Oscar Avila had hoped to attend the historic inauguration of Barack Obama four years ago.But he lost his job a couple of months before the 2009 ceremony, becoming yet another victim of the economic downturn, and he knew he couldn't make it to Washington, D.C.This year is a different story.Avila is now general manager of a women's clothing store in downtown Fort Worth and business -- coincidentally -- puts him in New York City this weekend.So he's going to hop in a car and drive four hours to Washington on Sunday.By Monday, he will be standing in front of the Capitol with hundreds of thousands of other Americans, watching Obama take the oath of office for his second term as president."I have been a huge supporter of him over the past four years," said Avila, 26, of River Oaks. "He said he would make things better for me, not only socially but financially. And he did."The inauguration "is one of those things I have always wanted to be part of," he said. "It's something so sacred. ... And it's very important for me."Avila will be among an estimated 600,000 to 800,000 people nationwide who will show up Monday to witness the inauguration festivities. While that's a sharp drop from the nearly 2 million who were on hand four years ago, it would still make the 2013 inauguration one of the best-attended, officials say."It's going to be amazing," Avila said. "I'll be enjoying it with a whole lot of Americans just like myself. This is going to be something I'll never forget."Opal Lee, an 86-year-old retired Fort Worth teacher, will be among those watching Obama take the oath of office.Lee, a longtime community activist, said she was grateful to witness Obama's first inauguration -- and doubly blessed to see his second."I am extremely excited," she said. "I never thought I would see the first one. ... To be able to witness this momentous occasion, it's a lifetime experience."Lee got a ticket to watch the inauguration from U.S. Rep. Mark Veasey, D-Fort Worth. Each member of Congress receives about 200 tickets to distribute. But even without official tickets, the public can witness the inauguration from the National Mall.Lee has a second mission while she's in D.C. this weekend. She wants to personally deliver letters to Obama and first lady Michelle Obama.In the letter to the president, she'll ask him to make a national holiday of Juneteenth, which is already a holiday in Texas and other states.In the letter to Michelle Obama, she'll ask the administration to help her nonprofit food bank -- as well as people released from jail who can't find jobs -- by encouraging local entities to donate 50 acres that can be farmed. That will provide food for the food bank and generate enough fresh vegetables and fruit for the former inmates to set up a minimarket and earn money for caring for the crops."Getting a message to each of them is something I will look forward to," Lee said. "It's a goal."Marvin Sutton of Arlington will also witness his second Obama inauguration.Four years ago, he said, he went to celebrate a hard-fought victory in helping Obama get elected.This time, with as hard as he and others worked to get out the vote, it's "the icing on the cake," he said.While he plans to attend the parade and other festivities, Sutton said, he's most looking forward to hearing Obama take the oath.Four years ago, he said, it was a moment he will never forget."When he raised his hand, and the chief justice gave him the oath, it's just silence," said Sutton, a 50-year-old air traffic controller. "You can just hear heartbeats."Then there are cheers, people are hugging you and it's so surreal -- the feeling, the emotion," he said.Inauguration stageAlyssa Oliver and Aaron Ingraham -- who both grew up in Tarrant County and now attend Lee University in Cleveland, Tenn. -- will be among the 200 students selected to sing at the inauguration with the Lee University Festival Choir."It's very exciting," said Oliver, 22, an Arlington Heights High School graduate. "It's crazy to think that we got chosen for the honor."Sen. Lamar Alexander, R-Tenn., invited the group.Only 200 of the more than 350 vocalists on campus will go.But Oliver and Ingraham were among those chosen to board buses Friday for the trip."I think it's a great opportunity ... for the entire School of Music and the university as a whole," said Ingraham, who graduated from Bethesda Christian School in Haltom City and is a freshman at Lee majoring in church music with a vocal emphasis.The choir has had several rehearsals outside -- at night -- to prepare for performing in the cold. "We have been training for the cold like nothing else," Oliver said.Lone Star bashAmong the inaugural events open to Texans is the Lone Star Project Inauguration Celebration, hosted by the Lone Star Project, a Democratic advocacy group.The event, from noon to 3 p.m. today at Hill Country Barbecue in Washington, honors Texas' five new Democratic members of Congress, including Veasey.Among the featured speakers: state Rep. Wendy Davis, D-Fort Worth, and San Antonio Mayor Julian Castro."This will be the largest Texas Democratic event at the inauguration," said Matt Angle, director of the Lone Star Project and the brother of political strategist J.D. Angle of Fort Worth. "Democrats coming up from Texas can feel good about going to this event. It's affordable and where they would have fun." Anna M. Tinsley, 817-390-7610Twitter: @annatinsley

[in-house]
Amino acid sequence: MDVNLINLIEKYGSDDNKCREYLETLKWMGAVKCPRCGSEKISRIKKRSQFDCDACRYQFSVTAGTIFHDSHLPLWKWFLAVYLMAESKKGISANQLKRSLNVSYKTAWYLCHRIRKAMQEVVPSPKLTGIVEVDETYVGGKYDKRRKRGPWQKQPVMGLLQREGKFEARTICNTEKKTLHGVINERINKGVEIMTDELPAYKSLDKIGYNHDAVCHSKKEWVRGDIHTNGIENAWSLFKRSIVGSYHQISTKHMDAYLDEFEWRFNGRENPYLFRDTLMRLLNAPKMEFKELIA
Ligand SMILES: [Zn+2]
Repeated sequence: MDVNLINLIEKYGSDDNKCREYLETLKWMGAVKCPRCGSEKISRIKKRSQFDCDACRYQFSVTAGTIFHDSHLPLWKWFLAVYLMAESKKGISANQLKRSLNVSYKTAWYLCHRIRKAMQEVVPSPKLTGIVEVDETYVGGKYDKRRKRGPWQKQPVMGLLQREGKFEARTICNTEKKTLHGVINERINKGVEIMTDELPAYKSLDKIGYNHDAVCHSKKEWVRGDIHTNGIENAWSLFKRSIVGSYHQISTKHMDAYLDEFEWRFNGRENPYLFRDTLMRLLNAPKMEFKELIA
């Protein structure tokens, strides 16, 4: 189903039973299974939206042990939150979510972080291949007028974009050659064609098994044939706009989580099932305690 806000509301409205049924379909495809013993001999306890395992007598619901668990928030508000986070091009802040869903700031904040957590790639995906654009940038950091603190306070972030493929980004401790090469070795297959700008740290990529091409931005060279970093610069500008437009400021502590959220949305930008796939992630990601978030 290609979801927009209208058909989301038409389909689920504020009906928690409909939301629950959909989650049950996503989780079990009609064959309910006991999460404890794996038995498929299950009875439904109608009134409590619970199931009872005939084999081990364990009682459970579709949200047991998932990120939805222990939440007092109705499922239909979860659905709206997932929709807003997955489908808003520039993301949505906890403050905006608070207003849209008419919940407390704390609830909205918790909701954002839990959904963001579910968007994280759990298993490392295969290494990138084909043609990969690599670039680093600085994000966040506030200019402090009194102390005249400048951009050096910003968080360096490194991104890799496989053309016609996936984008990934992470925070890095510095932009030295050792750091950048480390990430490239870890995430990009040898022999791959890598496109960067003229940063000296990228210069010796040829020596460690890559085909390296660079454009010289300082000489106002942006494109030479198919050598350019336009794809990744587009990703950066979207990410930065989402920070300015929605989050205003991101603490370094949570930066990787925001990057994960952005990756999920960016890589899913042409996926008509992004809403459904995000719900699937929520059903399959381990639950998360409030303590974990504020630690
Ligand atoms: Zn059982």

Area Democrats will be celebrating the second inauguration of President Barack Obama on Monday.
The Tarrant County Democratic Party will hold the 2013 Presidential Inaugural Ball -- with dinner and dancing to music by the James Hinkle Band -- from 6 p.m. to midnight at the Hilton Fort Worth, 815 Main St. Cocktails begin at 6 p.m., the inaugural ceremony will be replayed at 6:30, and dinner and dancing will run from 7 p.m. to midnight.
The event is black tie optional. Tickets are $100 each.
Call 817-335-8683 or email email@example.com.